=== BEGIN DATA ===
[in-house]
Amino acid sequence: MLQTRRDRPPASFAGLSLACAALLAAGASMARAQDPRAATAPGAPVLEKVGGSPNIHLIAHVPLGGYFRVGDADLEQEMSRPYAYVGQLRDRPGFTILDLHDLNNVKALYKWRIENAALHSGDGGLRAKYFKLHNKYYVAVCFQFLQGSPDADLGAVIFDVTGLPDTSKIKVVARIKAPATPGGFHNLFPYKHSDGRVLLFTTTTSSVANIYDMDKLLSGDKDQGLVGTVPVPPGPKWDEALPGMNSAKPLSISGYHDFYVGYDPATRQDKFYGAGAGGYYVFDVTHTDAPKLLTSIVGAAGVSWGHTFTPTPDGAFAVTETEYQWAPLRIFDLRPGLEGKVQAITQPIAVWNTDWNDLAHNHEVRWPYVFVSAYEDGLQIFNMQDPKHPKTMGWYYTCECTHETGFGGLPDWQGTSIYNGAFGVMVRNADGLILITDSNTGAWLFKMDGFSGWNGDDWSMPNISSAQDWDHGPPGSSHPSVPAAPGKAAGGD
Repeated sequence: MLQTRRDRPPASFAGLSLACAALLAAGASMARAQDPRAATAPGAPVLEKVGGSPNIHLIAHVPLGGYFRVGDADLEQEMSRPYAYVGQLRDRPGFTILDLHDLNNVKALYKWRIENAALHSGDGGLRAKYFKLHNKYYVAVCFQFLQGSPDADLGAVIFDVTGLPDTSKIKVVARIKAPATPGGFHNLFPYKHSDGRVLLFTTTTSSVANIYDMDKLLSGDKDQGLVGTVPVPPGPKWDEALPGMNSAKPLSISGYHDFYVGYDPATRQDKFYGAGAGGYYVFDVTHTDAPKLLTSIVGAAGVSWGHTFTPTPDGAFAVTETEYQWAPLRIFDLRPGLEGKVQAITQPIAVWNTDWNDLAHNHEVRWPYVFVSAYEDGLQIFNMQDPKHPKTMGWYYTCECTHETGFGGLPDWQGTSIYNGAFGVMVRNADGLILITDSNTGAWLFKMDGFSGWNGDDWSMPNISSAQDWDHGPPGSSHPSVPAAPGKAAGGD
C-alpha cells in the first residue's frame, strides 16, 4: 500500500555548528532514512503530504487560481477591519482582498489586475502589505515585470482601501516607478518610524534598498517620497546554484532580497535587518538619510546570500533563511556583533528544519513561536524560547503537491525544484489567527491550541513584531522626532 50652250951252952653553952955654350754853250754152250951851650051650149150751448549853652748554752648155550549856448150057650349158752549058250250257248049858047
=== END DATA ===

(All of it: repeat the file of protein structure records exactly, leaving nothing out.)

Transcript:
[in-house]
Amino acid sequence: MLQTRRDRPPASFAGLSLACAALLAAGASMARAQDPRAATAPGAPVLEKVGGSPNIHLIAHVPLGGYFRVGDADLEQEMSRPYAYVGQLRDRPGFTILDLHDLNNVKALYKWRIENAALHSGDGGLRAKYFKLHNKYYVAVCFQFLQGSPDADLGAVIFDVTGLPDTSKIKVVARIKAPATPGGFHNLFPYKHSDGRVLLFTTTTSSVANIYDMDKLLSGDKDQGLVGTVPVPPGPKWDEALPGMNSAKPLSISGYHDFYVGYDPATRQDKFYGAGAGGYYVFDVTHTDAPKLLTSIVGAAGVSWGHTFTPTPDGAFAVTETEYQWAPLRIFDLRPGLEGKVQAITQPIAVWNTDWNDLAHNHEVRWPYVFVSAYEDGLQIFNMQDPKHPKTMGWYYTCECTHETGFGGLPDWQGTSIYNGAFGVMVRNADGLILITDSNTGAWLFKMDGFSGWNGDDWSMPNISSAQDWDHGPPGSSHPSVPAAPGKAAGGD
Repeated sequence: MLQTRRDRPPASFAGLSLACAALLAAGASMARAQDPRAATAPGAPVLEKVGGSPNIHLIAHVPLGGYFRVGDADLEQEMSRPYAYVGQLRDRPGFTILDLHDLNNVKALYKWRIENAALHSGDGGLRAKYFKLHNKYYVAVCFQFLQGSPDADLGAVIFDVTGLPDTSKIKVVARIKAPATPGGFHNLFPYKHSDGRVLLFTTTTSSVANIYDMDKLLSGDKDQGLVGTVPVPPGPKWDEALPGMNSAKPLSISGYHDFYVGYDPATRQDKFYGAGAGGYYVFDVTHTDAPKLLTSIVGAAGVSWGHTFTPTPDGAFAVTETEYQWAPLRIFDLRPGLEGKVQAITQPIAVWNTDWNDLAHNHEVRWPYVFVSAYEDGLQIFNMQDPKHPKTMGWYYTCECTHETGFGGLPDWQGTSIYNGAFGVMVRNADGLILITDSNTGAWLFKMDGFSGWNGDDWSMPNISSAQDWDHGPPGSSHPSVPAAPGKAAGGD
C-alpha cells in the first residue's frame, strides 16, 4: 500500500555548528532514512503530504487560481477591519482582498489586475502589505515585470482601501516607478518610524534598498517620497546554484532580497535587518538619510546570500533563511556583533528544519513561536524560547503537491525544484489567527491550541513584531522626532 50652250951252952653553952955654350754853250754152250951851650051650149150751448549853652748554752648155550549856448150057650349158752549058250250257248049858047